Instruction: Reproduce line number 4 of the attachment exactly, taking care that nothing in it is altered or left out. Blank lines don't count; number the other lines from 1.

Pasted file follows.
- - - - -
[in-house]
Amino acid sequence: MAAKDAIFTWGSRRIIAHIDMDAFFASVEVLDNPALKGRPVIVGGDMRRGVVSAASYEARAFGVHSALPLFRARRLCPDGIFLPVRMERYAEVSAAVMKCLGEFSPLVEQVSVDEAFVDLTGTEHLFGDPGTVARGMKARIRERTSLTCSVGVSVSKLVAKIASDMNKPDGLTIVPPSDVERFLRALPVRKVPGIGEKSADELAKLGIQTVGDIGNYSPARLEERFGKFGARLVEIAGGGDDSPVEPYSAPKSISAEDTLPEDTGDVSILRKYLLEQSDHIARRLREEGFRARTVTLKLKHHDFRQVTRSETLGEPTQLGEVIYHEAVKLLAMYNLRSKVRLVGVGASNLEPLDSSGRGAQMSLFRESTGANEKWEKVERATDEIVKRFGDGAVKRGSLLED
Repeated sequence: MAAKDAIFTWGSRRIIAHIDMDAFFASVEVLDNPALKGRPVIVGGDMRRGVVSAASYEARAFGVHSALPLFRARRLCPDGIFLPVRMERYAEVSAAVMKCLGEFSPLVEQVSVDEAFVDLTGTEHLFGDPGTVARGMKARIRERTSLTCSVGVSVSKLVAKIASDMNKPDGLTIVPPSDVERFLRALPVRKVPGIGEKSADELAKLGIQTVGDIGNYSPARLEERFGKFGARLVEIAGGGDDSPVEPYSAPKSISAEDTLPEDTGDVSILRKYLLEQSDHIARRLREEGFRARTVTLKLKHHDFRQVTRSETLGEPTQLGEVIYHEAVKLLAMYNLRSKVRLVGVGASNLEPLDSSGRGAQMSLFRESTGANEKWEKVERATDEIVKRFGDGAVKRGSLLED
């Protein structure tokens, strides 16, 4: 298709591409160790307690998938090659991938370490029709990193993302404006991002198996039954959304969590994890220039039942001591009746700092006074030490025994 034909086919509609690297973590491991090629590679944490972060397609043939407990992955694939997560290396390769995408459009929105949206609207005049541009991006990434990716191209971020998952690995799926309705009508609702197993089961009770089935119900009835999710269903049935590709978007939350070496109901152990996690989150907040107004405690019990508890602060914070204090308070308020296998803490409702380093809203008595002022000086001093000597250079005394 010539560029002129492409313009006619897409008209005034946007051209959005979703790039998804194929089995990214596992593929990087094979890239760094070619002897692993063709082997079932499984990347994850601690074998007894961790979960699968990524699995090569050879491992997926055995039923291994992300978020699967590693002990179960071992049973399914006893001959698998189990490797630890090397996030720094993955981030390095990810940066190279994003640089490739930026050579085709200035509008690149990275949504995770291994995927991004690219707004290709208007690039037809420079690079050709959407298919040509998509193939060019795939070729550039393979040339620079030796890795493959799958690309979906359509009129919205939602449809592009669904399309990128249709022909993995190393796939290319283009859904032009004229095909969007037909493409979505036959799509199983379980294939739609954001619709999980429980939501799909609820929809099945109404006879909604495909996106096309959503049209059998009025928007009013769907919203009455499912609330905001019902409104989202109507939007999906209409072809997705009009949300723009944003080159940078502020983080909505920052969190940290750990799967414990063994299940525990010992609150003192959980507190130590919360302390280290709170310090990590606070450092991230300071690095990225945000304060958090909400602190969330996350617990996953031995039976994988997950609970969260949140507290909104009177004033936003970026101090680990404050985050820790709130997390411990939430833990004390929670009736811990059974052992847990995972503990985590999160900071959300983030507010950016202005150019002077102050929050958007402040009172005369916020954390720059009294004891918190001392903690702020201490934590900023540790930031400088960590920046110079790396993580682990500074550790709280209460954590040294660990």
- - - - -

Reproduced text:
């Protein structure tokens, strides 16, 4: 298709591409160790307690998938090659991938370490029709990193993302404006991002198996039954959304969590994890220039039942001591009746700092006074030490025994 034909086919509609690297973590491991090629590679944490972060397609043939407990992955694939997560290396390769995408459009929105949206609207005049541009991006990434990716191209971020998952690995799926309705009508609702197993089961009770089935119900009835999710269903049935590709978007939350070496109901152990996690989150907040107004405690019990508890602060914070204090308070308020296998803490409702380093809203008595002022000086001093000597250079005394 010539560029002129492409313009006619897409008209005034946007051209959005979703790039998804194929089995990214596992593929990087094979890239760094070619002897692993063709082997079932499984990347994850601690074998007894961790979960699968990524699995090569050879491992997926055995039923291994992300978020699967590693002990179960071992049973399914006893001959698998189990490797630890090397996030720094993955981030390095990810940066190279994003640089490739930026050579085709200035509008690149990275949504995770291994995927991004690219707004290709208007690039037809420079690079050709959407298919040509998509193939060019795939070729550039393979040339620079030796890795493959799958690309979906359509009129919205939602449809592009669904399309990128249709022909993995190393796939290319283009859904032009004229095909969007037909493409979505036959799509199983379980294939739609954001619709999980429980939501799909609820929809099945109404006879909604495909996106096309959503049209059998009025928007009013769907919203009455499912609330905001019902409104989202109507939007999906209409072809997705009009949300723009944003080159940078502020983080909505920052969190940290750990799967414990063994299940525990010992609150003192959980507190130590919360302390280290709170310090990590606070450092991230300071690095990225945000304060958090909400602190969330996350617990996953031995039976994988997950609970969260949140507290909104009177004033936003970026101090680990404050985050820790709130997390411990939430833990004390929670009736811990059974052992847990995972503990985590999160900071959300983030507010950016202005150019002077102050929050958007402040009172005369916020954390720059009294004891918190001392903690702020201490934590900023540790930031400088960590920046110079790396993580682990500074550790709280209460954590040294660990």